Debian 10 gets second point release with important security fixes

If stability and security are one of your top priorities (as it should be), Debian 10.2 is the update that you cannot afford to miss out on.

Debian just got a lot more secure, all thanks to the latest second point update to buster. No matter how much you’re into the Linux or open-source world, maybe you never got a chance to try out Debian, and there’s nothing to be ashamed about that. Let FOSSLinux give you a brief intro to this operating system.

Although Debian is a Linux-based, open-source operating system, much like its other contemporaries, what makes it unique is the fact that it comes with a wide array of pre-installed software aimed at people belonging to different walks of life. It’s the mother of popular distros like Ubuntu, Kali Linux, Tails, Purism, and more.

Apart from that, you will also find other popular operating systems like Ubuntu and Kali Linux to be based on Debian. For those who weren’t keeping up with the recent developments in the Debian project, you can read more about its latest major release, Debian 10, by clicking here.

Now getting to the actual news, let’s see what the new Debian 10.2 has in store for us.

What’s New in Debian 10.2

Keeping in mind that this is only a minor release, users shouldn’t be expecting a whole lot of new features with Debian 10.2. Also, it can be seen that the developers were mainly focused on improving the security of the OS with this update.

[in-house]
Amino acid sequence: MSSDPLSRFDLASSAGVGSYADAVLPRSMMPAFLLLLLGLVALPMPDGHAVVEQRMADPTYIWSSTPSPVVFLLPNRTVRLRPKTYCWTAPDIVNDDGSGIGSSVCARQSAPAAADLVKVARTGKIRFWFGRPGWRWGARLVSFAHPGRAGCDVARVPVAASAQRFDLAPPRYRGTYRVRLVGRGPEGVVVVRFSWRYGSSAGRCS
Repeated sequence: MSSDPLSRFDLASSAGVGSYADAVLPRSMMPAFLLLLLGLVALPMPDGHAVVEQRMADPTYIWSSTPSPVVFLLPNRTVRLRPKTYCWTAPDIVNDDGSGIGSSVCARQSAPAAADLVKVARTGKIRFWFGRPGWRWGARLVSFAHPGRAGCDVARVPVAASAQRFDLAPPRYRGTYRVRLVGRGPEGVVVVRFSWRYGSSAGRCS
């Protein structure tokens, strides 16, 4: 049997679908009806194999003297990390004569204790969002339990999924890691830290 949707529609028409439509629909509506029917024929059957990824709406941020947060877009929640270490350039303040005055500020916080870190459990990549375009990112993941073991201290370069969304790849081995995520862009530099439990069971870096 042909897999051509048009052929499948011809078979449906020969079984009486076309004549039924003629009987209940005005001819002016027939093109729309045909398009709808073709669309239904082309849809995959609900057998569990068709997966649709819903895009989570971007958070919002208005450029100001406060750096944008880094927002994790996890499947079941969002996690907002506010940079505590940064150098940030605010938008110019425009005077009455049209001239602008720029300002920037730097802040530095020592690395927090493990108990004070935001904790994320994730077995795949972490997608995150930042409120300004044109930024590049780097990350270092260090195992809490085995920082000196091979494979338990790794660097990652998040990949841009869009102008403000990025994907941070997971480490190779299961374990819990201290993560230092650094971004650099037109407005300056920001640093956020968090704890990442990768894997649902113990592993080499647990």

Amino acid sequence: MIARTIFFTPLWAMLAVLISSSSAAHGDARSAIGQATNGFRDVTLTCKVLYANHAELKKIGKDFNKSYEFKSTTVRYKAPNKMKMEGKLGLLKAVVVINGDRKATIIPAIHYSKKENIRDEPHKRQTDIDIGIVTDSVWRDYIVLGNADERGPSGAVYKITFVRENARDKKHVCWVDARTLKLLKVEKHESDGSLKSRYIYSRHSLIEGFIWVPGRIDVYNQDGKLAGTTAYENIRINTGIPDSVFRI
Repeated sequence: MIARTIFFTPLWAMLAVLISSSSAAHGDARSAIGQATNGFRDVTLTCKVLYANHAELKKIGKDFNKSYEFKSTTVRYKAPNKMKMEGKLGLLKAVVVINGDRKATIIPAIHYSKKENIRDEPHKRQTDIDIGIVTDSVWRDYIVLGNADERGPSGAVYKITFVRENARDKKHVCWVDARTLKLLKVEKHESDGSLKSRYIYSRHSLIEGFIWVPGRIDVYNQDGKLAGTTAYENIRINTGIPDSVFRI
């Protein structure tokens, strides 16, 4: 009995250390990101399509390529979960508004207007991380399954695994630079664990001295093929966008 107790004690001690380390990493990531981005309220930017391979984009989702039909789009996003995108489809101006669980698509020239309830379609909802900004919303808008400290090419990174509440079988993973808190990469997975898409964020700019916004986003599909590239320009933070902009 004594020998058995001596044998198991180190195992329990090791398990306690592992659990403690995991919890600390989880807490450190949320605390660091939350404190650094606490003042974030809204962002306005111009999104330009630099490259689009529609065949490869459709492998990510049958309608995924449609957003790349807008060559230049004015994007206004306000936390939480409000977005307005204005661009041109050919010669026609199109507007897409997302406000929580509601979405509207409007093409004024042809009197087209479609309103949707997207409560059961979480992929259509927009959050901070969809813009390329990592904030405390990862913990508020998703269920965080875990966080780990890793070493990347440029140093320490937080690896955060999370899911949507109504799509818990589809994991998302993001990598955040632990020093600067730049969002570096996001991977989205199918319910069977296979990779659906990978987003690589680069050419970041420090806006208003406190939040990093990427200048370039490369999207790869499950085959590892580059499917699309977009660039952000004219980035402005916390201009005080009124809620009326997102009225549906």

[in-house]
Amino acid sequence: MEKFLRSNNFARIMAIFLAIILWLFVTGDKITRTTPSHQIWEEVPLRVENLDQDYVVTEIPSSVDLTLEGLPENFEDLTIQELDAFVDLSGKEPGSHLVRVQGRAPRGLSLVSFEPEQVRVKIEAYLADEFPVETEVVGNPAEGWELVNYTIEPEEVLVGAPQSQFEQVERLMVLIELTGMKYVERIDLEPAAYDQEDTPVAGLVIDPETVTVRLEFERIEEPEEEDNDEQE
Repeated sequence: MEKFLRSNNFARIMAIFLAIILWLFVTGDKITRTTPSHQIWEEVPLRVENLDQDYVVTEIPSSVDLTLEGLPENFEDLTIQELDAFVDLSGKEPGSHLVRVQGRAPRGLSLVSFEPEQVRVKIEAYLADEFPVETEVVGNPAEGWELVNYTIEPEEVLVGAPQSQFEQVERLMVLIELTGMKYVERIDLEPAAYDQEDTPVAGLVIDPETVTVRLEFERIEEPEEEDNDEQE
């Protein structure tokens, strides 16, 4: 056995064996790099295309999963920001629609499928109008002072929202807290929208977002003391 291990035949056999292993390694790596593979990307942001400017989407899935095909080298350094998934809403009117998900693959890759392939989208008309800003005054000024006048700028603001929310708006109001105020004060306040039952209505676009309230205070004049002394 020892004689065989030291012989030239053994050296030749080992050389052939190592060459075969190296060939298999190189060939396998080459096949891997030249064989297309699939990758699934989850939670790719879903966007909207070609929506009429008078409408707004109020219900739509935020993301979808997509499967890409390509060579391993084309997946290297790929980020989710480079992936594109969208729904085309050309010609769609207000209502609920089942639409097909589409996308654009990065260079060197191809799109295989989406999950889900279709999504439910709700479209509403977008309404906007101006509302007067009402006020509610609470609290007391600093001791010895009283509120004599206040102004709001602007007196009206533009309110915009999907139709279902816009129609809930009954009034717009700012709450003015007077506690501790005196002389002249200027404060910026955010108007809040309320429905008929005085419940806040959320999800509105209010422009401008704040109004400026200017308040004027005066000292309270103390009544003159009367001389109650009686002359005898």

Not only that, but work has also been done on making bug-fixes so that users can have more stable experience with a variety of software, such as Chromium, Firefox, Thunderbird, Python 2.7, and LibreOffice.

Apart from the changes above, the development team has integrated more than 100 security enhancements and bug fixes into Debian 10.2. With that being said, we should note that the Firefox package has been removed from older 32-ARM devices based on the armel Debian port.

Also, the company has announced the release of Debian 10.2 ISO images for various architectures, including 32-bit (i386), 64-bit (amd64), and ARM64 (AArch64) to name a few. However, you don’t have to download them if you’ve been regularly updating your Debian 10 system.


If stability and security are one of your top priorities (as it should be), Debian 10.2 is the update that you cannot afford to miss out on. Want to know more about this release? Head over to our official news source.

Zohaib Ahsan
Hi! I'm Zohaib Ahsan, contributor to FOSS Linux. I'm studying computer science, I’ve learned a thing or two about operating systems that are based on Linux. This has made me join FOSS Linux where I can share what I have learned with the rest of the world. Not to mention — some major tea is going to be spilled as well — as I share with you the latest developments in the world of Linux.


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